Knowing God is epistemology's ultimate failure. There are questions about God's existence that precede questions about knowing Him. However, the closest to knowing God has been ineffably described by the mystic. Love, devotion, and meditation has seen many mystics claim that there indeed is a divine experience possible which goes beyond cultural perceptions. Knowing God cannot be taught. It is wholly an individual experience whether through rationality or emotion. It is entirely possible for the same person to rationally express the lack of evidence for God's existence in the daytime, while praying for peace and happiness at night. The potential rational-emotional divide will remain in every person and God is one such phenomenon Himself. Knowing God requires knowing oneself first.

Besides any personal belief, is there a convincing objective argument that proves the existence of God?
Religious traditions offer their respective takes on God's existence. The eastern traditions focus on metaphysical elements while western beliefs lean more toward a rational and practical explanation. The Intelligent Designer argument has been criticized due to the overwhelming likelihood of Darwin's Natural Selection. But intelligent design could still be a valid argument. The biggest proof for God could be the fact that humankind will probably never find out the original source of the universe. Contemporary philosophers are comfortable placing bets on theories that do not involve God. Proof itself is a subject of debate. Scientific axioms are no more than assumptions about the physical world. The Hindus call these so-called axioms 'Maya', a big fat grand illusion. If scientists consider the Intelligent Design argument to be false, it is equally valid for the theist to ask this of the scientist: How do you expect me to present material proof for an immaterial God?

What role can reason play in religion? Can we reason our way into religious zeal?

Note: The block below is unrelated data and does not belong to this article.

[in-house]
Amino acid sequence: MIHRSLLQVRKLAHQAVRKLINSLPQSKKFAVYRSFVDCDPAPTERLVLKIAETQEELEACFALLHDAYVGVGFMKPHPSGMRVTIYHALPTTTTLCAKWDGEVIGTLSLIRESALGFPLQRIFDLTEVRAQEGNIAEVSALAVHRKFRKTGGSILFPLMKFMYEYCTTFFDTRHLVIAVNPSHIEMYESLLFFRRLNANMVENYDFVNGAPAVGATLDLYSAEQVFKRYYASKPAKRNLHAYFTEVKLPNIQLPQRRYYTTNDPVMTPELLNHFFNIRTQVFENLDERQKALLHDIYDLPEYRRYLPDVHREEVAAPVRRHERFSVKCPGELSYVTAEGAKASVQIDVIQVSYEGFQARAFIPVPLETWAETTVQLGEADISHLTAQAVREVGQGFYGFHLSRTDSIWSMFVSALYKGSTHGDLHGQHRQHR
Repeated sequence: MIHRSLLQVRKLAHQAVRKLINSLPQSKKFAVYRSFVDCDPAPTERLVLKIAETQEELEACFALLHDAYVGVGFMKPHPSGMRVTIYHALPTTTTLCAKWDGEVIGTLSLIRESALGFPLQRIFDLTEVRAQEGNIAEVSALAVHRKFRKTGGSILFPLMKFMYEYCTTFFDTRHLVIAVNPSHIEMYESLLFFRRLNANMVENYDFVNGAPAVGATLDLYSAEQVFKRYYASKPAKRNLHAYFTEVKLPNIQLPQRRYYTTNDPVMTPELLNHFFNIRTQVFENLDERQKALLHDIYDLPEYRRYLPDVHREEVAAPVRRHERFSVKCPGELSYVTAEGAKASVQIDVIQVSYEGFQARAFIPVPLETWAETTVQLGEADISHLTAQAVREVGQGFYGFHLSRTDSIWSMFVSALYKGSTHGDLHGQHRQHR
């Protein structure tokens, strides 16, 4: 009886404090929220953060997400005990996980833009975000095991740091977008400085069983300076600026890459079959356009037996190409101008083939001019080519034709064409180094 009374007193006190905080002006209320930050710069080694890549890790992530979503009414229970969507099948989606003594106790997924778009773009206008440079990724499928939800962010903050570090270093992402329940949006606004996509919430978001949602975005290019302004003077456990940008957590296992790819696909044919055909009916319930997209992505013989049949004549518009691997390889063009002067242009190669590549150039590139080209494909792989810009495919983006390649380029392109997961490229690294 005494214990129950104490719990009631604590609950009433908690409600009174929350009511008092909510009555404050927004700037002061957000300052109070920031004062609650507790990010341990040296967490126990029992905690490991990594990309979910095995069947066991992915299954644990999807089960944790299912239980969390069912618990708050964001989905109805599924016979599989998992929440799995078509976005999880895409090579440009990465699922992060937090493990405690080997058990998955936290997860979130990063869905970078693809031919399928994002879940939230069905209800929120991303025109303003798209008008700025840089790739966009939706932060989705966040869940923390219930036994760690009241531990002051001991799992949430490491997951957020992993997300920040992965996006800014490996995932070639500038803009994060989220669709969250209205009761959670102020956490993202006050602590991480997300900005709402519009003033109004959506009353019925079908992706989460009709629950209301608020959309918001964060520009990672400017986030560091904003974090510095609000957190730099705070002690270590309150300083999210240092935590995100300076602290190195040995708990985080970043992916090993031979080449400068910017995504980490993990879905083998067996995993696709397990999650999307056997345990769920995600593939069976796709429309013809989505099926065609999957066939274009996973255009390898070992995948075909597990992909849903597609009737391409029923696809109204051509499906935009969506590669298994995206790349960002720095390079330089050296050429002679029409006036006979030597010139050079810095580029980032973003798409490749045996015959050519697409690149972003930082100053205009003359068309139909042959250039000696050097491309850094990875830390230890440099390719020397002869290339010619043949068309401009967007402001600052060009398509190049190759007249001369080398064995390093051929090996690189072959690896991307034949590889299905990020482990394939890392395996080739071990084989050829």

The human mind cannot escape from the faculty of reasoning. I firmly believe in the reasoning process whether it be for decision-making or consolidating spiritual beliefs. Reason does not have to go against religious belief and a lot of does not in reality. Reason can bolster one's faith more than emotional instinct, especially during trying times. There are people who maintain reason-based faith, balanced individuals with religion as their frame of reference. Then there are people who have gone away from religious notions because of emotional reactions to personal tragedies. I say reason is more than relevant because both religion and science would have died out a long time ago were it not for cause, meaning, and reason.

Religions have made faith the paradigm of all virtues. Can something so illogical deserve such exhalted status?
Like the process of reasoning, human beings cannot escape from faith. Even those who swear by hard facts need to eventually lean on faith for their existence. Assumptions of science like the apparant reality of numbers and physical laws are based on faith that these assumptions are true. Religious faith does not deserve to be called a flaw as it is a primary criterion for believers. Faith is about trust, not only necessary for belief in a higher power, but also for everyday life. Faith plays a part in building life-long relationships and also has an impact on sportsmen, performers, and artists who rely on self-belief in their vocations. Scientists believe in change even though they can only truly see the effects of change. Religious believers tend to openly admit belief in the unseen.

Does religious faith mean a person should literally believe in Holy books like the Bible?